Day After Strong Remarks On Arvind Kejriwal, Supreme Court Hears Case Again

During Monday's hearing, Arvind Kejriwal's counsel told the court that one can be arrested only on evidence of guilt, "not mere suspicion".

Arvind Kejriwal has skipped summons nine times, the ED had said in its affidavit to the court. (File)

New Delhi:

Delhi Chief Minister Arvind Kejriwal's challenge to his arrest despite his refusal to give a statement to the Enforcement Directorate in the Delhi liquor policy case was questioned by the Supreme Court on Monday. "If you do not go for recording of Section 50 statements, you cannot take the defence that his statement was not recorded," said Justice Sanjiv Khanna, who was part of the two-judge bench hearing the case.

Section 50 of the PMLA (Prevention of Money Laundering Act) deals with the power of ED officials to issue summons and production of documents, evidence and other materials.

In his petition, Mr Kejriwal has argued that his arrest is illegal and so is his custody. Its motive was political, made clear by the timing - ahead of the general elections. "The attempt is to decimate a political party and topple an elected government of the NCT of Delhi," his plea read.

During Monday's hearing, his counsel Abhishek Manu Singhvi told the court that one can be arrested only on evidence of guilt, "not mere suspicion". "This is also the threshold in Section 45 PMLA (law against money laundering)," he had said, pointing out that the investigating agency had not recoded the statement of the Delhi Chief Minister.

Read | Supreme Court Asks Arvind Kejriwal Why He Didn't Seek Bail, His Reply

"Are you not contradicting yourself by saying that his statements under Section 50 of the Prevention of Money Laundering Act (PMLA) were not recorded? You don't appear on summons for recording of statements under Section 50 and then you say it was not recorded," the bench said, questioning what the investigating officer could do if Mr Kejriwal did not appear despite repeated summons.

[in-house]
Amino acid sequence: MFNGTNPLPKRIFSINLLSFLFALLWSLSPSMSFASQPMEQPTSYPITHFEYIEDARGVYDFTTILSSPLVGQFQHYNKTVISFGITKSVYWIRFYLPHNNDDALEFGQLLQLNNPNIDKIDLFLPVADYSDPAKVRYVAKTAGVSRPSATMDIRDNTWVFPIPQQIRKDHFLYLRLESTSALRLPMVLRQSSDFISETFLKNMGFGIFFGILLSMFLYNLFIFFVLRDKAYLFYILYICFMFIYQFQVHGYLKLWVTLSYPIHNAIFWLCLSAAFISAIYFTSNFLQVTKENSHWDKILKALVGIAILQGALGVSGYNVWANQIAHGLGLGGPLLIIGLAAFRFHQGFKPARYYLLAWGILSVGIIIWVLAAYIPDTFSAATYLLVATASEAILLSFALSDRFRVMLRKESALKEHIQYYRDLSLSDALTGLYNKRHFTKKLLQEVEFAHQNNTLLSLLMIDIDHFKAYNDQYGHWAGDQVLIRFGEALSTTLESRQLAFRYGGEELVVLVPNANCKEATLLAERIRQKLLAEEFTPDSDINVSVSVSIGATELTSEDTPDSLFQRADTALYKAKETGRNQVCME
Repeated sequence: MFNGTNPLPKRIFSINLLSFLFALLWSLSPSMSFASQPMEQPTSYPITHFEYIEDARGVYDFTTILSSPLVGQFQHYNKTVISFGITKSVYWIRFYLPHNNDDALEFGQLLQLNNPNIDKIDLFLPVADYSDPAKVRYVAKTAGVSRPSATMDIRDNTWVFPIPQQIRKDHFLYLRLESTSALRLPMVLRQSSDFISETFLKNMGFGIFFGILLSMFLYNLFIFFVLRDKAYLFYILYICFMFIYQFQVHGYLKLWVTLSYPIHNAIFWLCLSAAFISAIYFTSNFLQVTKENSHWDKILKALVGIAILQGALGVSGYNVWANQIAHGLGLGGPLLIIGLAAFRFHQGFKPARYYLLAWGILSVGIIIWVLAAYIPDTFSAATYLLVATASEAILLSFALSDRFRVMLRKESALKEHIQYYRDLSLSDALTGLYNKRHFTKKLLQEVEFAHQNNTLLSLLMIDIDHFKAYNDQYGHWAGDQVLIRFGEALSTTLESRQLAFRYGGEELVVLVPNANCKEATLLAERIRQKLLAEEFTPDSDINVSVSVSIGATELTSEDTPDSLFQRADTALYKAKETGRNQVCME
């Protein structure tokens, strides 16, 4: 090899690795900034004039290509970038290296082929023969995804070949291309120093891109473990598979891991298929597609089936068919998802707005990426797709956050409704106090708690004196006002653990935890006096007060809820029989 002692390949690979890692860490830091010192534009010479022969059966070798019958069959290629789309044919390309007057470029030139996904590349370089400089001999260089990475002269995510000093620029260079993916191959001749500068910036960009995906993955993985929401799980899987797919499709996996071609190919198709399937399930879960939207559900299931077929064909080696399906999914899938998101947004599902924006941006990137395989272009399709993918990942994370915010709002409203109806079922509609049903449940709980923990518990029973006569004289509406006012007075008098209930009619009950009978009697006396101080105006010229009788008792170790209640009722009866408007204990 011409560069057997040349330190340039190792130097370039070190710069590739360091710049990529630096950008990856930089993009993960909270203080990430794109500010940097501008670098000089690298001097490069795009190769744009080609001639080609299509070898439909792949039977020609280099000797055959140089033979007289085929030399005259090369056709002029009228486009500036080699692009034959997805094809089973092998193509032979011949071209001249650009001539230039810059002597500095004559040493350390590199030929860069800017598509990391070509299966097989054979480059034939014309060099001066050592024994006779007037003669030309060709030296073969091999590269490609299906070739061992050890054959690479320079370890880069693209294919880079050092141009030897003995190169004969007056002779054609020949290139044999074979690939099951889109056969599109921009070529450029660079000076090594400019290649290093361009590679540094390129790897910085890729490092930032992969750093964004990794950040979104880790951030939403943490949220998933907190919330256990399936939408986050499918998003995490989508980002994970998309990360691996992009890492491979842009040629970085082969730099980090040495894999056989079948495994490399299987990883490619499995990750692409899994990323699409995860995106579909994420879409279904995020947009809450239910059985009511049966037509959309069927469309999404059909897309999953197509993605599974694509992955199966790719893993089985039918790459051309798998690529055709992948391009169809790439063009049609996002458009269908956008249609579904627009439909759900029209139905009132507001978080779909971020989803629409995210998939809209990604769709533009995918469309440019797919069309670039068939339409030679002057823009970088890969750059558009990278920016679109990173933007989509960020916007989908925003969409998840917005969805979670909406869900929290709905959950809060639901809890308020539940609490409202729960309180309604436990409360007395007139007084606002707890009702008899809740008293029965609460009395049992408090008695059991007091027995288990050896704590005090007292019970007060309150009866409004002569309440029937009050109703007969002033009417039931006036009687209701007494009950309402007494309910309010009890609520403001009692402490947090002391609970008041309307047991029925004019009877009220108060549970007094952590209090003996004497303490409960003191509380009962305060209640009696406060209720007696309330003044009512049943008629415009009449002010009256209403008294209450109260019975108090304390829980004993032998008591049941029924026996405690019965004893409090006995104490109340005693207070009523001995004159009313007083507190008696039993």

"Non-recording of Section 50 statements is not a defence to arrest me for reasons of believing there is guilt," Mr Singhvi had responded. "I am saying other materials also do not establish my guilt. The ED came to my house to arrest me. Then why can't ED record my statement under Section 50 at my house?" he added.

The Chief Minister has skipped summons for questioning nine times, the Enforcement Directorate had said in its affidavit to the court. "Today, you cannot say that we will arrest you because you did not appear on summons. Can you say that since you did not cooperate, you will be arrested? Non-cooperation cannot be a ground for criminality or grounds of arrest. This court held last year that non-cooperation cannot be a ground of arrest under the PMLA," Mr Singhvi told the court.

He also pointed out that last year, on April 16, Mr Kejriwal was questioned by the Central Bureau of Investigation and answered all their queries.

The Enforcement Directorate has contended that Mr Kejriwal was avoiding interrogation and while recording his statement under Section 17 of the PMLA, he was evasive and uncooperative. Arrested on March 21, Mr Kejriwal was in the custody of the agency for questioning. He was moved to Tihar jail under judicial custody on April 1.

Earlier this month, the Delhi high court had upheld Mr Kejriwal's arrest, saying the Enforcement Directorate was left with "little option" after he skipped repeated summons.

The CBI has contended that liquor companies were involved in framing of the Delhi excise policy of 2021-22 that was subsequently scrapped. The policy, which would have brought them a 12 per cent profit, was framed after receiving kickbacks from a liquor lobby it dubbed the "South Group". The Enforcement Directorate alleged the kickbacks were laundered.

The hearing will continue on Tuesday.